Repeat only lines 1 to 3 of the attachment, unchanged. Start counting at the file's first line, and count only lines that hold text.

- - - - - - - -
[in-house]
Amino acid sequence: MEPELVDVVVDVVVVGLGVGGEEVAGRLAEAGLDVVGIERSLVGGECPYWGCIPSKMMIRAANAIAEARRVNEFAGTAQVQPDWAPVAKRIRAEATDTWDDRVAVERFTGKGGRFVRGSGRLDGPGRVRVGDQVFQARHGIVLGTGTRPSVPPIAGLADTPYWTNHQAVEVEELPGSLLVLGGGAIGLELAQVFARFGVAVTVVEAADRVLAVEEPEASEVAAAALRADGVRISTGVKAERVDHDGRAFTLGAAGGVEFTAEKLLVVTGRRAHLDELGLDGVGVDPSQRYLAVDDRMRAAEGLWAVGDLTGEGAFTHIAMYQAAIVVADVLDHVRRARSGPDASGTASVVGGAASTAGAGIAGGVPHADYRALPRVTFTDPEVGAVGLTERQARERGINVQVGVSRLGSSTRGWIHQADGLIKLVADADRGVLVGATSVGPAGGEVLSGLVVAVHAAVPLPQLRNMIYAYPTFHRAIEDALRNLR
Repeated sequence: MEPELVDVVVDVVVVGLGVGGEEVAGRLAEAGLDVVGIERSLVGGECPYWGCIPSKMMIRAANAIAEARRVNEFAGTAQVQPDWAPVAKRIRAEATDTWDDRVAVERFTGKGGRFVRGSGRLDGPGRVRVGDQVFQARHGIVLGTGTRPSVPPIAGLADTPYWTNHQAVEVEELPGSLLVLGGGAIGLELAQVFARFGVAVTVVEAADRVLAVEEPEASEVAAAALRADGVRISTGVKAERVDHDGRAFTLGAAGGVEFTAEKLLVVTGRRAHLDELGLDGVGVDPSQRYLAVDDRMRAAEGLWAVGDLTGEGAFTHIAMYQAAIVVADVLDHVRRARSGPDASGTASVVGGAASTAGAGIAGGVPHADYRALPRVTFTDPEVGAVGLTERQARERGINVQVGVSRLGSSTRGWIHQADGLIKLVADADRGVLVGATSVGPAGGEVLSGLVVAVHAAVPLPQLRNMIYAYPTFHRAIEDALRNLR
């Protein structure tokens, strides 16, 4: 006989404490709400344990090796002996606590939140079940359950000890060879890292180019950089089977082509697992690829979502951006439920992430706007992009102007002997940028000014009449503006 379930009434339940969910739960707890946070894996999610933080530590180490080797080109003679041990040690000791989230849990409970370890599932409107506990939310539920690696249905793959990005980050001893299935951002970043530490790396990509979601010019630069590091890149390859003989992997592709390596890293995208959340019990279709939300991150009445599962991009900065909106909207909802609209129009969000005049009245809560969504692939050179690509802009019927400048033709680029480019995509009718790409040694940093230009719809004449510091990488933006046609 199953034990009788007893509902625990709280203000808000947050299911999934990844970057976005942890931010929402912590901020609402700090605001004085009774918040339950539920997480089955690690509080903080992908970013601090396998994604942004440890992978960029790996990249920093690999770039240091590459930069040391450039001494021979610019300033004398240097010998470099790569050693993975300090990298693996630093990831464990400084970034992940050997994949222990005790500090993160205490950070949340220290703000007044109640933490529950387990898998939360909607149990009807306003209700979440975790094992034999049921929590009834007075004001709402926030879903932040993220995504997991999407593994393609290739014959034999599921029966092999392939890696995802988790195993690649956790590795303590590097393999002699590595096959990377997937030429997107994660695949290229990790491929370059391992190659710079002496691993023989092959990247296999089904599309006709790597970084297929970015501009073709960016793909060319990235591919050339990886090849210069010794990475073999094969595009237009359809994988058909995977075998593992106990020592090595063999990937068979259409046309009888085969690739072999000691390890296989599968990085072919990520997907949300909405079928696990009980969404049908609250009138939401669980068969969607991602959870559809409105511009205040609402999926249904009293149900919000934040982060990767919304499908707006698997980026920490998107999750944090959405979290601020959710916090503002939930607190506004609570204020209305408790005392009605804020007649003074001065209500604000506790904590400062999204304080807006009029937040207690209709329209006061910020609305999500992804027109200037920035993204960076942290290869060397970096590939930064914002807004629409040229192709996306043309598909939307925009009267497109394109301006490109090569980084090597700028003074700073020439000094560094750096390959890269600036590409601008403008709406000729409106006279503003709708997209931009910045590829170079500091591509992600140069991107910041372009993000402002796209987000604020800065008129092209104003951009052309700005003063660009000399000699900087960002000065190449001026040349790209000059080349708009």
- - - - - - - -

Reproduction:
[in-house]
Amino acid sequence: MEPELVDVVVDVVVVGLGVGGEEVAGRLAEAGLDVVGIERSLVGGECPYWGCIPSKMMIRAANAIAEARRVNEFAGTAQVQPDWAPVAKRIRAEATDTWDDRVAVERFTGKGGRFVRGSGRLDGPGRVRVGDQVFQARHGIVLGTGTRPSVPPIAGLADTPYWTNHQAVEVEELPGSLLVLGGGAIGLELAQVFARFGVAVTVVEAADRVLAVEEPEASEVAAAALRADGVRISTGVKAERVDHDGRAFTLGAAGGVEFTAEKLLVVTGRRAHLDELGLDGVGVDPSQRYLAVDDRMRAAEGLWAVGDLTGEGAFTHIAMYQAAIVVADVLDHVRRARSGPDASGTASVVGGAASTAGAGIAGGVPHADYRALPRVTFTDPEVGAVGLTERQARERGINVQVGVSRLGSSTRGWIHQADGLIKLVADADRGVLVGATSVGPAGGEVLSGLVVAVHAAVPLPQLRNMIYAYPTFHRAIEDALRNLR
Repeated sequence: MEPELVDVVVDVVVVGLGVGGEEVAGRLAEAGLDVVGIERSLVGGECPYWGCIPSKMMIRAANAIAEARRVNEFAGTAQVQPDWAPVAKRIRAEATDTWDDRVAVERFTGKGGRFVRGSGRLDGPGRVRVGDQVFQARHGIVLGTGTRPSVPPIAGLADTPYWTNHQAVEVEELPGSLLVLGGGAIGLELAQVFARFGVAVTVVEAADRVLAVEEPEASEVAAAALRADGVRISTGVKAERVDHDGRAFTLGAAGGVEFTAEKLLVVTGRRAHLDELGLDGVGVDPSQRYLAVDDRMRAAEGLWAVGDLTGEGAFTHIAMYQAAIVVADVLDHVRRARSGPDASGTASVVGGAASTAGAGIAGGVPHADYRALPRVTFTDPEVGAVGLTERQARERGINVQVGVSRLGSSTRGWIHQADGLIKLVADADRGVLVGATSVGPAGGEVLSGLVVAVHAAVPLPQLRNMIYAYPTFHRAIEDALRNLR